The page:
The waking must be contagious. It traveled up the Gulf Stream to New York, then through the Great Lakes to Chicago. They’re waking themselves and you’re dead and gone, drowned in a pile of rubble. I’ll never have to look at you and know you dream of sapient Metropolis even as you kiss my fingers. You’re lost and gone and I’m rid of you and your mania at last.
I remember the night we first talked of cities. We wandered down State Street, lightly buzzed and falling into each other’s arms at the slightest provocation. You spread your arms to the sky, as if embracing it and the towers around us. “Can’t you feel it breathing?” you asked me. I felt humid air and the stillness of closed shops and closing restaurants. “We could nudge it, just a little. Then there’d be something marvelous.”
We kissed. I pressed my lips to yours, helpless to answer you another way. The train rumbled overhead as we parted. You sighed and I heard the street sigh with you.
Los Angeles never woke up. You said it wouldn’t, that it was a stinking mass of ghettoed neighborhoods and highway united by a central strip devoted to tourists and hookers. You said there wasn’t enough human soul there to keep the people from turning to plastic. You called it an abomination, a collection of suburbs with no city. San Diego, San Francisco, they creaked into life, but Los Angeles remained still.
You were right, but it’s the only city with suburbs left. All the wakeful cities went to war today. They ate the half-towns surrounding them, swallowed them into the earth, trampled them underfoot, and consumed their remains. Millions of people are dead. Half of Maryland and portions of Virginia aren’t there anymore. All the grey places that cannibalized the cities are gone.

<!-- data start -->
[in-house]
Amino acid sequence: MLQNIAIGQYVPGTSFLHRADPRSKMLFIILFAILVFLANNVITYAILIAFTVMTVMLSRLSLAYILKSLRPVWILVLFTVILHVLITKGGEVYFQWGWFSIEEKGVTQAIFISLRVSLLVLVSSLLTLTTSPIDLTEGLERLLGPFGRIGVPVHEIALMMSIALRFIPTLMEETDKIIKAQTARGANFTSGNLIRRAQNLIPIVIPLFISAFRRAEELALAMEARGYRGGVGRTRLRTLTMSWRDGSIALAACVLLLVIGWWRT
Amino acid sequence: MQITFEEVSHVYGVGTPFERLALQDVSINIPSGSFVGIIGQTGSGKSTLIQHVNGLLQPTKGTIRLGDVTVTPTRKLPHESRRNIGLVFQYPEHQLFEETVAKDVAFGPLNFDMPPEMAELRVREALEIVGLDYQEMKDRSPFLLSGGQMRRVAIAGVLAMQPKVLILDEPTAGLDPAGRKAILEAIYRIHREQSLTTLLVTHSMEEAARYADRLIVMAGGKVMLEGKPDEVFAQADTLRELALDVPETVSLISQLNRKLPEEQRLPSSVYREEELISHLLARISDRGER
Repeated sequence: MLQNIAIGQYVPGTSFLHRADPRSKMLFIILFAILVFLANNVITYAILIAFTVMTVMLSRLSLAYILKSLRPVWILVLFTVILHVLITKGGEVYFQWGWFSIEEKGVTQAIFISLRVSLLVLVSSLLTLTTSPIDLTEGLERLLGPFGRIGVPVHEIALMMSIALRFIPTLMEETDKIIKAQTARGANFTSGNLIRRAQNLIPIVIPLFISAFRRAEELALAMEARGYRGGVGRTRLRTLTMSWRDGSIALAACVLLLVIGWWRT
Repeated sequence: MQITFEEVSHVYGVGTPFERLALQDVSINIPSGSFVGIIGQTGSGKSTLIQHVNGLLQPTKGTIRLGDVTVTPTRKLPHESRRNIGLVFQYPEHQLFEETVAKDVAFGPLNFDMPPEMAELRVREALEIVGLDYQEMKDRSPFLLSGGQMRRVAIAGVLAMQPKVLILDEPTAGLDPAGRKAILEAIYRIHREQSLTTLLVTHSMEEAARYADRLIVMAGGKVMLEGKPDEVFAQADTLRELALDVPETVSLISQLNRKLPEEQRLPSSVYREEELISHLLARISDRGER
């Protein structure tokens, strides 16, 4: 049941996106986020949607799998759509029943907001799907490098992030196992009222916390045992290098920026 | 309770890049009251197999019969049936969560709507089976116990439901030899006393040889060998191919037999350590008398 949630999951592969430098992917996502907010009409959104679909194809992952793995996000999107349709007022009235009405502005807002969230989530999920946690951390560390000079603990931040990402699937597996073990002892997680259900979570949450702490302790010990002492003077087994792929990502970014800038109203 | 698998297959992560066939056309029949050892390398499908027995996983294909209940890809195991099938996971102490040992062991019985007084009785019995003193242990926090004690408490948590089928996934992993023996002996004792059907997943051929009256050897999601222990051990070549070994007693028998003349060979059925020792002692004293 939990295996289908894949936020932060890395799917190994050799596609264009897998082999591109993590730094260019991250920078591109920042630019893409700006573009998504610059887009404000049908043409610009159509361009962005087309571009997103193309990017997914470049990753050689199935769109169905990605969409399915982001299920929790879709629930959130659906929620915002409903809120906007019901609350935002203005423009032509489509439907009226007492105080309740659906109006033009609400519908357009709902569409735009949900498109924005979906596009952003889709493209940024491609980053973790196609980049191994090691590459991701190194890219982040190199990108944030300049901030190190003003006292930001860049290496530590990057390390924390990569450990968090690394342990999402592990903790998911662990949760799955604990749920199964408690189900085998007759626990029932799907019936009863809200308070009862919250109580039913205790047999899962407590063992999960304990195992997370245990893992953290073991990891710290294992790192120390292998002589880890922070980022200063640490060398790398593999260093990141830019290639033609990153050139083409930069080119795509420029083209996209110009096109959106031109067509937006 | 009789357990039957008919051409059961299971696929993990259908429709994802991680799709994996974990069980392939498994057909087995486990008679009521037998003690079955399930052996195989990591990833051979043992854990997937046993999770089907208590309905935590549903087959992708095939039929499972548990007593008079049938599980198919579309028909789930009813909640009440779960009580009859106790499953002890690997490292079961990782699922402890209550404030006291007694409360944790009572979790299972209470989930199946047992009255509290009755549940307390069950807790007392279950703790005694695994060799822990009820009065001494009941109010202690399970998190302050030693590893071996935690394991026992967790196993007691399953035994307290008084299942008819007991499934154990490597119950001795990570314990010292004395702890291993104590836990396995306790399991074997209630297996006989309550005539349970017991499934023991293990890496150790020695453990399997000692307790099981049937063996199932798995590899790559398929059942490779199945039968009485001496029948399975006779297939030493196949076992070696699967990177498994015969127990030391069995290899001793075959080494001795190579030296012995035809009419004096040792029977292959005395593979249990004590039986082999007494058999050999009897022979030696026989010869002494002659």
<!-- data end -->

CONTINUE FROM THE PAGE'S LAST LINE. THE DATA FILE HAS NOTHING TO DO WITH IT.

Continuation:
I wish you’d been here to see it.
I work on a farm now. They’ve sprung up where the suburbs used to be. The cities are riddled with markets selling fresh produce. Visiting the markets is the newest pastime for the people living in cities.
The farmers are experimenting, making new things out of the soil. They’ve made a plant that tastes like chocolate grow in the Midwest. It’s creamy and sweet so you can eat the fruit straight. It tastes slightly nutty as it dissolves in your mouth. A used car dealer from Troy, Michigan, developed it. Horticulture had always been his hobby, and it became his life after Detroit leveled his home and killed his family. He lost everything, but the cities are full of chocolate.
I don’t think of you when I eat it, because I don’t think of you at all anymore. I just go to the private bars with low lights out of habit. The world has changed and there’s no room left for missing you.
Los Angeles is gone. San Diego and San Francisco marched against it. They say the whole coast trembled under the strain of the two cities treading steadily toward their victim. Los Angeles was still asleep and they tore it to shreds.
It’s not the only one. All of the sleeping cities are under siege. Milwaukee and Chicago devoured Green Bay, leaving a pile of rubble surrounded by lakes. But you know that.
I’ve spent the last year working a farm in Wisconsin. Chicago turned back south and as it passed by I ran to the roof, telescope in hand. I don’t know what made me think of it, but I needed to see this divided city holding itself together with nothing more than wrath and disdain for the unconscious heaps of buildings nearby. I leaned out of the window, almost nautical as I scanned the skyline. You were right; they’re glorious when they’re awake and moving with purpose. And there you are, perched on the spire of the Sears Tower, hair streaming in the wind and laughing with joy.
The telescope falls from my hand. I’m running, feet slapping hard against the ground as I rush to catch up with the city, to join the march. I understand now, and I need to see it, to be part of it. Wait for me, just a moment longer. I’m coming to you.